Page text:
Daily Archives: November 13, 2013

Lest we forget……

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It now seems a tradition that whatever the weather throws at us on the Saturday, Sunday morning is always bright and crisp for the Remembrance Service at Mepal.

As always, the gathering of friends and family is a bitter sweet experience – its wonderful to catch up with friends over the weekend, but the Sunday service is what we actually gather for and it’s always and perhaps rightly, and emotional and reflective time.

Before the Remembrance service, the ashes of Mike and Pam Molony were committed to the Garden. Mike flew with the crew of Victor John Andrew between their first op on the 27/28 of June 1944 to Biennais and the 26/27 August op to Kiel – where he was seriously injured by flak that hit the fuselage and mid upper turret. The Kiel op was Mike’s 20th with the Andrew crew – he never flew with them again, however, the crew continued without Mike and final achieved a total of 38 ops.

I will post a further appreciation of Mike’s life later this week.

It was also lovely to see the Association President Jack Richards at the service – something I know he was determined not to miss. His presence was appreciated by all who attended.

The Garden of Mepal ‘Forever Fallen’

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Bottom image: The Langley Sisters, L to R, Edie, Gita and Amy.

The clear highlight of Saturday evening was the first public performance of ‘The Garden of Mepal – ‘Forever Fallen” by the Langley Sisters.

I have already made posts on the song, but it was particularly special to be lucky enough to be present to hear it sung live and I am sure everybody present would join with me in thanking The Langley Sisters for making the journey to the reunion to perform the song.

The inspiration for the song was Mark’s Grandfather and his loss on the morning of the 21st November 1944 whilst on an Op to Homberg. Written by Mark and Gita, 20% of the sales of the song will be donated to the Mepal Memorial Garden for 75(NZ) Squadron and the British Legion Poppy Appeal.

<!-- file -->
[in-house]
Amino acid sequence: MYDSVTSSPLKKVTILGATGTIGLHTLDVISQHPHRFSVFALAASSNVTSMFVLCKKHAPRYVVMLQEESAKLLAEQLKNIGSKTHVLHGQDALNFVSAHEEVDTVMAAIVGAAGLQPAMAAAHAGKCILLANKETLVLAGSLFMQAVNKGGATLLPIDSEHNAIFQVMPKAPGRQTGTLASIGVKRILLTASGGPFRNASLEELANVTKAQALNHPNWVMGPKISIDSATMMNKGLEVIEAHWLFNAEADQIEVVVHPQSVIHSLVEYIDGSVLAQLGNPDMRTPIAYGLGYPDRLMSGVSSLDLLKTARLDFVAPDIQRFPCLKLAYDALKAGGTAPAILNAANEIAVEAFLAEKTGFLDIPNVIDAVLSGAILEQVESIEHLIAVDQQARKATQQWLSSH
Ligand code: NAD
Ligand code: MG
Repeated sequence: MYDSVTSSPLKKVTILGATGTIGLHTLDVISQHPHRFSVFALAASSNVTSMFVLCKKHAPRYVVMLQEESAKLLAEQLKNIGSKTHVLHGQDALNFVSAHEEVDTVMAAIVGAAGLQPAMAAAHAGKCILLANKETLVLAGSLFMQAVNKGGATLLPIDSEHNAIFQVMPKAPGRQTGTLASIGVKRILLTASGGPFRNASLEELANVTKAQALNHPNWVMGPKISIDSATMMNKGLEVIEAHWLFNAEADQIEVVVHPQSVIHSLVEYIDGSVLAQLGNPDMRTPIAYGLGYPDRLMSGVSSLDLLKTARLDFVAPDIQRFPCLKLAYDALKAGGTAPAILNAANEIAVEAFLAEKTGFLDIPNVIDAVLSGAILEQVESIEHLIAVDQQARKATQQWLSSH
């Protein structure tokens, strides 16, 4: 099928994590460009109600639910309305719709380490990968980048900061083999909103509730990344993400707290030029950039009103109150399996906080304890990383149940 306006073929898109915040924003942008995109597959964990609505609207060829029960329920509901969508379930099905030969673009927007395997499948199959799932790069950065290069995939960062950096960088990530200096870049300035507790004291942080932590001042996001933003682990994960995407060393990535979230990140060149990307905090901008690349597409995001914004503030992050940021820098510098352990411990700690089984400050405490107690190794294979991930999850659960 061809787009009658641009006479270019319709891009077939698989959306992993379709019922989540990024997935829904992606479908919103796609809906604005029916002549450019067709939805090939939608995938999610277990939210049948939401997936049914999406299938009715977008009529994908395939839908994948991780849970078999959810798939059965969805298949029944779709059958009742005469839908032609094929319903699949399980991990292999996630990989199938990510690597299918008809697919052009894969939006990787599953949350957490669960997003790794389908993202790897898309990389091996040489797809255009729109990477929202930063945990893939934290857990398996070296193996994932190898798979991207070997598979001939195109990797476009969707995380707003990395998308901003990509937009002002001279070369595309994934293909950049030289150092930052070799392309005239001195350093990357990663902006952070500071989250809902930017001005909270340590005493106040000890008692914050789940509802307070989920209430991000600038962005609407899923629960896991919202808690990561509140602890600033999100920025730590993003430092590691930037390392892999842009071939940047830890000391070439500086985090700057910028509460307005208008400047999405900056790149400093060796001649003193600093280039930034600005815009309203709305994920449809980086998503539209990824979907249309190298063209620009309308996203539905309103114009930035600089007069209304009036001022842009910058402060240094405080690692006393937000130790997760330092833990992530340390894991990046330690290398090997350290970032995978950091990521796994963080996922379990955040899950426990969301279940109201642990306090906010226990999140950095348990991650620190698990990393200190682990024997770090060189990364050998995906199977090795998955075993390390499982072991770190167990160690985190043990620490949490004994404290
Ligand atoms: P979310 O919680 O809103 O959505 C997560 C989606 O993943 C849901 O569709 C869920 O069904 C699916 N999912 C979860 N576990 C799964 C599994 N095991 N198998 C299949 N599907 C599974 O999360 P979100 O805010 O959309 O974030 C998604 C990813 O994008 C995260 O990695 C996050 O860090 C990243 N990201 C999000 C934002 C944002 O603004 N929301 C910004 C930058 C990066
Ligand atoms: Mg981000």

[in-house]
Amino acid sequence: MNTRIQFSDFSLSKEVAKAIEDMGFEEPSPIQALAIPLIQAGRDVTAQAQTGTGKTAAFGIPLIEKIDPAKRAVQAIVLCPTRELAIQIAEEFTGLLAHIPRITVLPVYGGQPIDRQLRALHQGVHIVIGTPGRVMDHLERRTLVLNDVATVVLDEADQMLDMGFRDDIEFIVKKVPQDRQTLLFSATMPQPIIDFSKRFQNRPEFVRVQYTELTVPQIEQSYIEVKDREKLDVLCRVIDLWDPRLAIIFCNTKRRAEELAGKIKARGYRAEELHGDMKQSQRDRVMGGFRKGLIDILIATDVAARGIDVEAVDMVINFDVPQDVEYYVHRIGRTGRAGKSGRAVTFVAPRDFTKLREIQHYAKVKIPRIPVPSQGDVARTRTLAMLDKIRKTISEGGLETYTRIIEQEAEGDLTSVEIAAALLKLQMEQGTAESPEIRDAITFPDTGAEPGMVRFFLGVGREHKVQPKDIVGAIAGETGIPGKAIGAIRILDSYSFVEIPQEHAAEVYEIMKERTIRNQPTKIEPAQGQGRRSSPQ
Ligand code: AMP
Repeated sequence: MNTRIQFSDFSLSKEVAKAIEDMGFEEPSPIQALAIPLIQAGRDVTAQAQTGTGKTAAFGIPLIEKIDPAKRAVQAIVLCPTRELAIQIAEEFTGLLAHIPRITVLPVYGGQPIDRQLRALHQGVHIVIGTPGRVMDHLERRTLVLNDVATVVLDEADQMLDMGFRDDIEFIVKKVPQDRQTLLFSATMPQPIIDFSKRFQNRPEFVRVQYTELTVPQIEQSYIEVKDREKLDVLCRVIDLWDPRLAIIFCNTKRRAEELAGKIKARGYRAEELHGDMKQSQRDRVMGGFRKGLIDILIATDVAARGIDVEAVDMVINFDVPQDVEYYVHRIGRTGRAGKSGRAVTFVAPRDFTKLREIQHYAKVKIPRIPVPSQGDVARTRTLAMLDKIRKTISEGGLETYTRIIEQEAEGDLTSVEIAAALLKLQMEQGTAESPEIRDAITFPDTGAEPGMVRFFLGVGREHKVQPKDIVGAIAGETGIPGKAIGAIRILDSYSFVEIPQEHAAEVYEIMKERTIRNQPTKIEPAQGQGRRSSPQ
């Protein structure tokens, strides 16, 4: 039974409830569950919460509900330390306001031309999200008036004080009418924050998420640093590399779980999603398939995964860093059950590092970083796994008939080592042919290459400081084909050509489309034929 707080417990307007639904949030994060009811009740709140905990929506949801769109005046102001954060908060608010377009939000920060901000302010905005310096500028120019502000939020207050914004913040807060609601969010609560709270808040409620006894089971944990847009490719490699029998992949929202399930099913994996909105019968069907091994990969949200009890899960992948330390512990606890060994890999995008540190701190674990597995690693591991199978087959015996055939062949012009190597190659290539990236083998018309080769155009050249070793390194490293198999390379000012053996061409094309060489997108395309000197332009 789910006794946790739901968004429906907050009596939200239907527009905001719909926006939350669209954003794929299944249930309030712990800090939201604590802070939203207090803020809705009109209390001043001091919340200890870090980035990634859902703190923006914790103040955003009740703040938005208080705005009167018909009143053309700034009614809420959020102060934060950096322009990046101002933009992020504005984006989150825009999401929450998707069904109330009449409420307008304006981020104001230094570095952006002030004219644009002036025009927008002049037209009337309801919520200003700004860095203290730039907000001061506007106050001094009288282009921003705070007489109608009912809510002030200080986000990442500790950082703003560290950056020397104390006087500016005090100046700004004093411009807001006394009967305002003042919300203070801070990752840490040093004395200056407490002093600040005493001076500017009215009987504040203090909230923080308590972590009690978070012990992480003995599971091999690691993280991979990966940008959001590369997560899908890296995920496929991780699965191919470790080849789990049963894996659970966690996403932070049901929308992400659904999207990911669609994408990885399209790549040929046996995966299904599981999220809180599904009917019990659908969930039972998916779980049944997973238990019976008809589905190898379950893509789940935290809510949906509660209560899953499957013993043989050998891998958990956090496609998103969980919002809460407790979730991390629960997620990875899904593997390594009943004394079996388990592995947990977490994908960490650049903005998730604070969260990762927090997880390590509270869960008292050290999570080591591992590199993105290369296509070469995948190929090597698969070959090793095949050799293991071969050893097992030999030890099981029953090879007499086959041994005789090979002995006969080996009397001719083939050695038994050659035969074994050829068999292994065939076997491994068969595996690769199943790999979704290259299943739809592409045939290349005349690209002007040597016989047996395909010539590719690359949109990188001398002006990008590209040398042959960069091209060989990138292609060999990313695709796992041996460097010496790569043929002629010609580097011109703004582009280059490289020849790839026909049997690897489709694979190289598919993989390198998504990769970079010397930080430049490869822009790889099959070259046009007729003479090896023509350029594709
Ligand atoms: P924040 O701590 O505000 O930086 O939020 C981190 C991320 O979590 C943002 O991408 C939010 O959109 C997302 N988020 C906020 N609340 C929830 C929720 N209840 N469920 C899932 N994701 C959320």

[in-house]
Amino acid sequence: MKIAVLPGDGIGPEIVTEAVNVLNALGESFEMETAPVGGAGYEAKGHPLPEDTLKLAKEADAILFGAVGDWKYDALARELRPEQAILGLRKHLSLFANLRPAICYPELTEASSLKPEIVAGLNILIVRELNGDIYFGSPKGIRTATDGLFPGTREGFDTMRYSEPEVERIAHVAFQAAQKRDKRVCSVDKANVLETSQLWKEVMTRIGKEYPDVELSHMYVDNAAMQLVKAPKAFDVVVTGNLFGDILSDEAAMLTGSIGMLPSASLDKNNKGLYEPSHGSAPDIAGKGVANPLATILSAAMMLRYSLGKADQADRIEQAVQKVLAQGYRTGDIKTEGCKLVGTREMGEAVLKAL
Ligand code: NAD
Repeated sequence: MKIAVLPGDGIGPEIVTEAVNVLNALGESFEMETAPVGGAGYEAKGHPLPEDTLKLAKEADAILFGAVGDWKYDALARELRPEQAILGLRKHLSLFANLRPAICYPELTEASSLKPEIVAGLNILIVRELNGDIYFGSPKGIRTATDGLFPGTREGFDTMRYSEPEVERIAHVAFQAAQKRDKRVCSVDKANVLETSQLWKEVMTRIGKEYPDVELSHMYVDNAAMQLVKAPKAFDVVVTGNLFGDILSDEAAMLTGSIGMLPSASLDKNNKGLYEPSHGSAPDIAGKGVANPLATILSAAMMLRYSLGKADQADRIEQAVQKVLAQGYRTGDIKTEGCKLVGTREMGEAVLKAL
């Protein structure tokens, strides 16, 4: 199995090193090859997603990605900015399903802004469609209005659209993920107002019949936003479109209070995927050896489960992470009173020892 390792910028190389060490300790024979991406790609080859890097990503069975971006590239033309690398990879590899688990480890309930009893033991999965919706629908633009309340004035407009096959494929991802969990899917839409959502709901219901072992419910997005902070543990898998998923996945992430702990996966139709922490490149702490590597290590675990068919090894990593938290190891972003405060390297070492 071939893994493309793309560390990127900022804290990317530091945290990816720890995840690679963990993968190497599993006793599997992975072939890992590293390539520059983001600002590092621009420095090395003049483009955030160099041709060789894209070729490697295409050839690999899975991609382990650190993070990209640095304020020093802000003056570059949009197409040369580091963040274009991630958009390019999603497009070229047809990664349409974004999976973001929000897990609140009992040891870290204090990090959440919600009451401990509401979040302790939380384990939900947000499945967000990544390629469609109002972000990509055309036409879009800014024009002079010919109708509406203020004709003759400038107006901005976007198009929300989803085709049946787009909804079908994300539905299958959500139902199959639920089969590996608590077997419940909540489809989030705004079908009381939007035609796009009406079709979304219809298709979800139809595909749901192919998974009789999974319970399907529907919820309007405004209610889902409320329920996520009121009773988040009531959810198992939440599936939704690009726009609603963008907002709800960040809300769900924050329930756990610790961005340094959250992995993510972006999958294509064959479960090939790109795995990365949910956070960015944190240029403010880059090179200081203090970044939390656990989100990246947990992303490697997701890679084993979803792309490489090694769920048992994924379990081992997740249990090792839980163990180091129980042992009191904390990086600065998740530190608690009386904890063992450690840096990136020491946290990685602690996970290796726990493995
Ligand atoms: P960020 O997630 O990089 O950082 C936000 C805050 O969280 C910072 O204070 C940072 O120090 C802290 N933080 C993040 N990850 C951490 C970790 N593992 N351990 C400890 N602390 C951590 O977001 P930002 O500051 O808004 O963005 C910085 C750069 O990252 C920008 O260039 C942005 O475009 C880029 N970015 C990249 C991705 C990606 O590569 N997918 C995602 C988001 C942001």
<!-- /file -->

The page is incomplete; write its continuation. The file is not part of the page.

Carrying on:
Personally I think the song is beautiful, but to be honest I am not bothered if you like it or not – you should still buy it because it contributes monies to 2 important funds.

To buy the record (both vocal and instrumental versions), go to the iTunes store (other digital music outlets also exist). Mark has also asked that if you do buy it, to also rate it and leave feedback. If you know someone who would like it, but might not be able to access or use the necessary technology to download it themselves, then buy a copy for them as well!

Below is the accompanying video for the song

And here is another song The Langley Sisters performed on Saturday night.

The Stirling Project

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The Stirling Project facilities.
A complete seat frame and sub frame assembly of a pilots seat. Pilots seat frame assembly.
John showing us an observation window component from the cockpit and Pino with our own John McFarland.

Saturday morning of the reunion weekend and a trip to the Stirling Project was arranged. Arriving at the Project’s current base, the enormity of the project was laid bare to us all. The task in hand is exciting, terrifying and incredible, all at the same time – put simply, to build, almost from scratch the front portion of a Stirling bomber. To put this in context, there are no remaining examples either complete or in part and there also are no complete plans/ drawings of a Stirling. The dedication of the team is palpable as you stand in their facility – the space is full of mangled and corroded pieces of metal and sat within this are small islands of carefully re-crafted and reassembled new aircraft parts. Listening to Pino and John talk, it’s clear they understand the task they have set themselves – but its also incredible to hear of the support they have already received – only last week they returned from the Stichting Aircraft Recovery Group at Fort Veldhuis in Holland with loaned and donated parts to aid in the fabrication process.

From a design and manufacturing point of view I can appreciate the task they have set themselves and it was actually wonderful to listen to the team talk about the project and see how proud they were with their achievements to date. A project like this clearly needs support so I really would recommend that;

  1. You visit their website here.
  2. You seriously think about making a donation to the project
  3. You get in contact with them if you can either provide time, expertise or fabrication facilities.

Personally, I intend to keep a watch on progress and I have already discussed with Pino as to how I might be able to help them, even if only in a small way in the future.

Good luck boys!